Pre-clinical testing of microbicide products has greatly advanced this past decade. Innovative systems are being used and developed to recapitulate human exposure as best we can. While we still do not know the intricacies of how HIV-1 is transmitted, comprehensive pre-clinical algorithms such as those described here provide important basic science information while supplementing and guiding animal and human studies. Vaginal and rectal exposure models in non-human primates have shown the feasibility of tenofovir as a topical microbicide and oral PrEP by protecting the majority of the animals challenged with SHIV , , . The inclusion of biopsies from early clinical studies to challenge with HIV-1 ex vivo may allow us to more accurately determine the efficacy of the drug in subsequent clinical trials. This concept is supported by a recent study using a non-nucleoside reverse transcriptase inhibitor, UC781, applied rectally with biopsies taken at defined time points after gel application. The biopsies taken 30 minutes after gel application were protected from HIV-1 infection . The data presented here suggest that a thorough pre-clinical evaluation of the formulated microbicide is needed as effective candidates are identified and before they move into clinical trials.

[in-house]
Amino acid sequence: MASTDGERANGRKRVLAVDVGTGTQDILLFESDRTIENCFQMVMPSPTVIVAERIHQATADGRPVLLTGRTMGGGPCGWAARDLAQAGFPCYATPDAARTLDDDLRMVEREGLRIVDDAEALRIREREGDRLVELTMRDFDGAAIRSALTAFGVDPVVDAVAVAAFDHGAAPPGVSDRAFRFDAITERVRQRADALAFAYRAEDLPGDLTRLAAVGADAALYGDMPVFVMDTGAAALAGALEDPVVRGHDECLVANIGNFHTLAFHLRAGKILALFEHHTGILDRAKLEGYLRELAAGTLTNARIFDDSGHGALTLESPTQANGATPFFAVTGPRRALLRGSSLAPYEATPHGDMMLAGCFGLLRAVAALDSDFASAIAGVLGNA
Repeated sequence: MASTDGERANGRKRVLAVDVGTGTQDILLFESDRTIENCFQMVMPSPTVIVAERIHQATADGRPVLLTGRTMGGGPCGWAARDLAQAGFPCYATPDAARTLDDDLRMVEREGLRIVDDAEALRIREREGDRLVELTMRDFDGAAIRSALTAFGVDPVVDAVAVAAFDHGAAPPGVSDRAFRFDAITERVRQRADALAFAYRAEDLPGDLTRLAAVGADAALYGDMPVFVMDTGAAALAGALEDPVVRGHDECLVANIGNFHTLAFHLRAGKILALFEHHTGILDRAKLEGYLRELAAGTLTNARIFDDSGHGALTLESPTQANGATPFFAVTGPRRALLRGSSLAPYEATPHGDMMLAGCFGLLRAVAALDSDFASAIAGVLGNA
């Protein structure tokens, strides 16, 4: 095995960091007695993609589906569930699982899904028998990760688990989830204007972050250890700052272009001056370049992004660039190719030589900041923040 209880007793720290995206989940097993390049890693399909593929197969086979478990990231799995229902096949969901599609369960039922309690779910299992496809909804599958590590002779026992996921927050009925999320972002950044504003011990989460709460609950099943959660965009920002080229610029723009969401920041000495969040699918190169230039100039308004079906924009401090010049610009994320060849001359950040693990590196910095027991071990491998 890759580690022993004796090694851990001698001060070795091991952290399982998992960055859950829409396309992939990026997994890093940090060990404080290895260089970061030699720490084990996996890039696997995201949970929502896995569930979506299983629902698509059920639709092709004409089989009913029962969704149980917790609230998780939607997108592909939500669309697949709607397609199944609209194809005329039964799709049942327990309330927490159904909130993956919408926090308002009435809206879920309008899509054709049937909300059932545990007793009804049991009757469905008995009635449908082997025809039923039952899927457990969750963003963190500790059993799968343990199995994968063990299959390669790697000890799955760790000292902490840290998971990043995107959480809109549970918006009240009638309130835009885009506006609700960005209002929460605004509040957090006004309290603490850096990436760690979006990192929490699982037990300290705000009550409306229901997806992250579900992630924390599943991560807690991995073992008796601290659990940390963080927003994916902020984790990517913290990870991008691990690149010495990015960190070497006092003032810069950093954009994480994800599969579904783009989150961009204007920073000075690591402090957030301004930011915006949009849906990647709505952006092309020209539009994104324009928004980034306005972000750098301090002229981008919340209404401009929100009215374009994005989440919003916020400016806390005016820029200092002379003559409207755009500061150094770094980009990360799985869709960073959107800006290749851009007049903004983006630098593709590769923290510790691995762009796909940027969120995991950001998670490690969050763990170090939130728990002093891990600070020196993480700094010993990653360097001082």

The authors would like to thank the University of Pittsburgh Medical Center's Tissue Procurement program for their work in obtaining the ectocervical and colorectal tissues and the patients for their willingness to participate in research.
Conceived and designed the experiments: LCR BJM CSD. Performed the experiments: RPKNA MC NMB JL KP PG NH. Analyzed the data: LCR BJM RPKNA MC YH FG CSD. Contributed reagents/materials/analysis tools: JFR DRF. Wrote the paper: LCR BJM YH CSD.